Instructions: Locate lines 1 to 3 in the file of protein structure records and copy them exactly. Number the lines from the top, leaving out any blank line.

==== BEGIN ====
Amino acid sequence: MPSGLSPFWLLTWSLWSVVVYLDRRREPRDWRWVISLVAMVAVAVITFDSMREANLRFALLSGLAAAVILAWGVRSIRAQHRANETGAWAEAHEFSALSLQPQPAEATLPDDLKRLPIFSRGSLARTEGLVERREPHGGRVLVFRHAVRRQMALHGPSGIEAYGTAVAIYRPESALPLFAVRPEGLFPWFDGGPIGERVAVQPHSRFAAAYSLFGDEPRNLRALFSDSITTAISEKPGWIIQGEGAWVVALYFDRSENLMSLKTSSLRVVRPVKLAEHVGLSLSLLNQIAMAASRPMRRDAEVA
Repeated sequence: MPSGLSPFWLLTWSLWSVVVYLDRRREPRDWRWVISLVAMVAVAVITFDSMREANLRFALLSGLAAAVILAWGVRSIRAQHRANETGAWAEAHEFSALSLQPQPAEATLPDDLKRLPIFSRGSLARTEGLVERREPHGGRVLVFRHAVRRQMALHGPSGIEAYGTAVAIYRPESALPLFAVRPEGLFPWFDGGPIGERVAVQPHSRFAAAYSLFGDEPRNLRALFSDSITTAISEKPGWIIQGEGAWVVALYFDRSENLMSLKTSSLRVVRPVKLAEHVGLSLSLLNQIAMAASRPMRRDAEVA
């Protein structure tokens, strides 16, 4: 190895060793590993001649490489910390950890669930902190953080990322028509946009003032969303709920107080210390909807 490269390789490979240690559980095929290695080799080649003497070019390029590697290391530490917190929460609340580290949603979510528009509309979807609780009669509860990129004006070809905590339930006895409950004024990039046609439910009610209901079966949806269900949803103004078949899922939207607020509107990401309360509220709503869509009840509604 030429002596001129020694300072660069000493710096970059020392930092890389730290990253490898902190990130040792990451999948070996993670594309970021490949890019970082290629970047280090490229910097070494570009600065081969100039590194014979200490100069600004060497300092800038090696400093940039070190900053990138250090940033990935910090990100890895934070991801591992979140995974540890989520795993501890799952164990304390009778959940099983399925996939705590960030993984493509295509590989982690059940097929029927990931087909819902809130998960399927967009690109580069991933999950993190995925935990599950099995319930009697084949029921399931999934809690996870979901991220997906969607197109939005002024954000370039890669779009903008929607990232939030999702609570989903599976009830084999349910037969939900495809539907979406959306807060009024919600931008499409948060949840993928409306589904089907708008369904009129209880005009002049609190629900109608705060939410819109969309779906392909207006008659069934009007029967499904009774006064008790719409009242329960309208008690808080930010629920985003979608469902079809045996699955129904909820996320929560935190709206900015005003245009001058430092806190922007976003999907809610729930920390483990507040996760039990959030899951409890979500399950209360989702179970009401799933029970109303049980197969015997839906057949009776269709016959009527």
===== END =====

Amino acid sequence: MPSGLSPFWLLTWSLWSVVVYLDRRREPRDWRWVISLVAMVAVAVITFDSMREANLRFALLSGLAAAVILAWGVRSIRAQHRANETGAWAEAHEFSALSLQPQPAEATLPDDLKRLPIFSRGSLARTEGLVERREPHGGRVLVFRHAVRRQMALHGPSGIEAYGTAVAIYRPESALPLFAVRPEGLFPWFDGGPIGERVAVQPHSRFAAAYSLFGDEPRNLRALFSDSITTAISEKPGWIIQGEGAWVVALYFDRSENLMSLKTSSLRVVRPVKLAEHVGLSLSLLNQIAMAASRPMRRDAEVA
Repeated sequence: MPSGLSPFWLLTWSLWSVVVYLDRRREPRDWRWVISLVAMVAVAVITFDSMREANLRFALLSGLAAAVILAWGVRSIRAQHRANETGAWAEAHEFSALSLQPQPAEATLPDDLKRLPIFSRGSLARTEGLVERREPHGGRVLVFRHAVRRQMALHGPSGIEAYGTAVAIYRPESALPLFAVRPEGLFPWFDGGPIGERVAVQPHSRFAAAYSLFGDEPRNLRALFSDSITTAISEKPGWIIQGEGAWVVALYFDRSENLMSLKTSSLRVVRPVKLAEHVGLSLSLLNQIAMAASRPMRRDAEVA
């Protein structure tokens, strides 16, 4: 190895060793590993001649490489910390950890669930902190953080990322028509946009003032969303709920107080210390909807 490269390789490979240690559980095929290695080799080649003497070019390029590697290391530490917190929460609340580290949603979510528009509309979807609780009669509860990129004006070809905590339930006895409950004024990039046609439910009610209901079966949806269900949803103004078949899922939207607020509107990401309360509220709503869509009840509604 030429002596001129020694300072660069000493710096970059020392930092890389730290990253490898902190990130040792990451999948070996993670594309970021490949890019970082290629970047280090490229910097070494570009600065081969100039590194014979200490100069600004060497300092800038090696400093940039070190900053990138250090940033990935910090990100890895934070991801591992979140995974540890989520795993501890799952164990304390009778959940099983399925996939705590960030993984493509295509590989982690059940097929029927990931087909819902809130998960399927967009690109580069991933999950993190995925935990599950099995319930009697084949029921399931999934809690996870979901991220997906969607197109939005002024954000370039890669779009903008929607990232939030999702609570989903599976009830084999349910037969939900495809539907979406959306807060009024919600931008499409948060949840993928409306589904089907708008369904009129209880005009002049609190629900109608705060939410819109969309779906392909207006008659069934009007029967499904009774006064008790719409009242329960309208008690808080930010629920985003979608469902079809045996699955129904909820996320929560935190709206900015005003245009001058430092806190922007976003999907809610729930920390483990507040996760039990959030899951409890979500399950209360989702179970009401799933029970109303049980197969015997839906057949009776269709016959009527």